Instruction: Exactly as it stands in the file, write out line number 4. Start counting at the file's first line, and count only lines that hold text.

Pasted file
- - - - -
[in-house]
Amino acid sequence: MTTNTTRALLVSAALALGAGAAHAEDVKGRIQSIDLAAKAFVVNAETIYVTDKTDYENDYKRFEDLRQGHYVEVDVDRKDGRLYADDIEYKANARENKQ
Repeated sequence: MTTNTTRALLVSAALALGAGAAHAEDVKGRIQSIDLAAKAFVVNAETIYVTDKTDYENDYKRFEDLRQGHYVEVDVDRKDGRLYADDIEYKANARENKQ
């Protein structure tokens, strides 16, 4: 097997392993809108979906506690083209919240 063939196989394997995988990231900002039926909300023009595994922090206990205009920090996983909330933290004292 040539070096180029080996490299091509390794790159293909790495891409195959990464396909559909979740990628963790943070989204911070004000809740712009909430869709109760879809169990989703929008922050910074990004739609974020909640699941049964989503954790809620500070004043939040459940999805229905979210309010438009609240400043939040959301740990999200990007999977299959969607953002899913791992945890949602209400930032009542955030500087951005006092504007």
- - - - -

């Protein structure tokens, strides 16, 4: 097997392993809108979906506690083209919240 063939196989394997995988990231900002039926909300023009595994922090206990205009920090996983909330933290004292 040539070096180029080996490299091509390794790159293909790495891409195959990464396909559909979740990628963790943070989204911070004000809740712009909430869709109760879809169990989703929008922050910074990004739609974020909640699941049964989503954790809620500070004043939040459940999805229905979210309010438009609240400043939040959301740990999200990007999977299959969607953002899913791992945890949602209400930032009542955030500087951005006092504007």